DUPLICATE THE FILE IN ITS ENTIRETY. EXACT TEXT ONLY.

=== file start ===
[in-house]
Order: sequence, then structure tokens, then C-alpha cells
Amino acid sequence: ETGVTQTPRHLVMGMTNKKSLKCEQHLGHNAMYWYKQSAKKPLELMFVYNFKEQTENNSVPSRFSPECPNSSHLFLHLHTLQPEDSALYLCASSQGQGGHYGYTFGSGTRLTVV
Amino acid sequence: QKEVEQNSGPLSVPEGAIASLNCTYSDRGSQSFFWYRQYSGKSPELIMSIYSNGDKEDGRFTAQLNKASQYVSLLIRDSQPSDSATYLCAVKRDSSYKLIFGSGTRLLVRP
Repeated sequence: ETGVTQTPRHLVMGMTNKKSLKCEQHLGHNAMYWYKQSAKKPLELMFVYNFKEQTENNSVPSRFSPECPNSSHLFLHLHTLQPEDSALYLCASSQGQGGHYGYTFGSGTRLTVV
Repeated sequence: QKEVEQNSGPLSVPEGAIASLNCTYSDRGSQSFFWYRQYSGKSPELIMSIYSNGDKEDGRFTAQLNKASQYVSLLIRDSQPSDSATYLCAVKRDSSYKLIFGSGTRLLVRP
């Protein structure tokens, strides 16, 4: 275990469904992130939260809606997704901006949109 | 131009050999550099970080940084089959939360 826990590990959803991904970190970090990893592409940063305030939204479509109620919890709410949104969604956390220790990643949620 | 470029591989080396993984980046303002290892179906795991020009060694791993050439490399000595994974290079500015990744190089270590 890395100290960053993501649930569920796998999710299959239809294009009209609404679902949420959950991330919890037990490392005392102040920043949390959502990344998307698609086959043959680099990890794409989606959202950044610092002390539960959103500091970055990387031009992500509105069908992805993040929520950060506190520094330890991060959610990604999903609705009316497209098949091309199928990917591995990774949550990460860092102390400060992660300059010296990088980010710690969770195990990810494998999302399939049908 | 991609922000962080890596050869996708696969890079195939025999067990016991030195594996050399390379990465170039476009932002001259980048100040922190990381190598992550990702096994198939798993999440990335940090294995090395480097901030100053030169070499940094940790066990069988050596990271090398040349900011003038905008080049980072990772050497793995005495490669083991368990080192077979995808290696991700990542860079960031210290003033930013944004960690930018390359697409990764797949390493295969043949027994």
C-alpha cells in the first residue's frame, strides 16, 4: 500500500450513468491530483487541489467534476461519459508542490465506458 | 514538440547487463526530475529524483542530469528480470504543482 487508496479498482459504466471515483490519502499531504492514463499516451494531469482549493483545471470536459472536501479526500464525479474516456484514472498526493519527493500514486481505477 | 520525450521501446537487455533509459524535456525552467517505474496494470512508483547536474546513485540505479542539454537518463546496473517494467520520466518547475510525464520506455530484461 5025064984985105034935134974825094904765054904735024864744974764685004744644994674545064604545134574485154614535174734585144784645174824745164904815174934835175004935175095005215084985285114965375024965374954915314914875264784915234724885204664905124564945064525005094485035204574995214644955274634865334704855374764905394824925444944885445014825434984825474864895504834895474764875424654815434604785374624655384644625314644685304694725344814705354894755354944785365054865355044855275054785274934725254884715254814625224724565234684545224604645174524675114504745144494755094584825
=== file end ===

[in-house]
Order: sequence, then structure tokens, then C-alpha cells
Amino acid sequence: ETGVTQTPRHLVMGMTNKKSLKCEQHLGHNAMYWYKQSAKKPLELMFVYNFKEQTENNSVPSRFSPECPNSSHLFLHLHTLQPEDSALYLCASSQGQGGHYGYTFGSGTRLTVV
Amino acid sequence: QKEVEQNSGPLSVPEGAIASLNCTYSDRGSQSFFWYRQYSGKSPELIMSIYSNGDKEDGRFTAQLNKASQYVSLLIRDSQPSDSATYLCAVKRDSSYKLIFGSGTRLLVRP
Repeated sequence: ETGVTQTPRHLVMGMTNKKSLKCEQHLGHNAMYWYKQSAKKPLELMFVYNFKEQTENNSVPSRFSPECPNSSHLFLHLHTLQPEDSALYLCASSQGQGGHYGYTFGSGTRLTVV
Repeated sequence: QKEVEQNSGPLSVPEGAIASLNCTYSDRGSQSFFWYRQYSGKSPELIMSIYSNGDKEDGRFTAQLNKASQYVSLLIRDSQPSDSATYLCAVKRDSSYKLIFGSGTRLLVRP
């Protein structure tokens, strides 16, 4: 275990469904992130939260809606997704901006949109 | 131009050999550099970080940084089959939360 826990590990959803991904970190970090990893592409940063305030939204479509109620919890709410949104969604956390220790990643949620 | 470029591989080396993984980046303002290892179906795991020009060694791993050439490399000595994974290079500015990744190089270590 890395100290960053993501649930569920796998999710299959239809294009009209609404679902949420959950991330919890037990490392005392102040920043949390959502990344998307698609086959043959680099990890794409989606959202950044610092002390539960959103500091970055990387031009992500509105069908992805993040929520950060506190520094330890991060959610990604999903609705009316497209098949091309199928990917591995990774949550990460860092102390400060992660300059010296990088980010710690969770195990990810494998999302399939049908 | 991609922000962080890596050869996708696969890079195939025999067990016991030195594996050399390379990465170039476009932002001259980048100040922190990381190598992550990702096994198939798993999440990335940090294995090395480097901030100053030169070499940094940790066990069988050596990271090398040349900011003038905008080049980072990772050497793995005495490669083991368990080192077979995808290696991700990542860079960031210290003033930013944004960690930018390359697409990764797949390493295969043949027994």
C-alpha cells in the first residue's frame, strides 16, 4: 500500500450513468491530483487541489467534476461519459508542490465506458 | 514538440547487463526530475529524483542530469528480470504543482 487508496479498482459504466471515483490519502499531504492514463499516451494531469482549493483545471470536459472536501479526500464525479474516456484514472498526493519527493500514486481505477 | 520525450521501446537487455533509459524535456525552467517505474496494470512508483547536474546513485540505479542539454537518463546496473517494467520520466518547475510525464520506455530484461 5025064984985105034935134974825094904765054904735024864744974764685004744644994674545064604545134574485154614535174734585144784645174824745164904815174934835175004935175095005215084985285114965375024965374954915314914875264784915234724885204664905124564945064525005094485035204574995214644955274634865334704855374764905394824925444944885445014825434984825474864895504834895474764875424654815434604785374624655384644625314644685304694725344814705354894755354944785365054865355044855275054785274934725254884715254814625224724565234684545224604645174524675114504745144494755094584825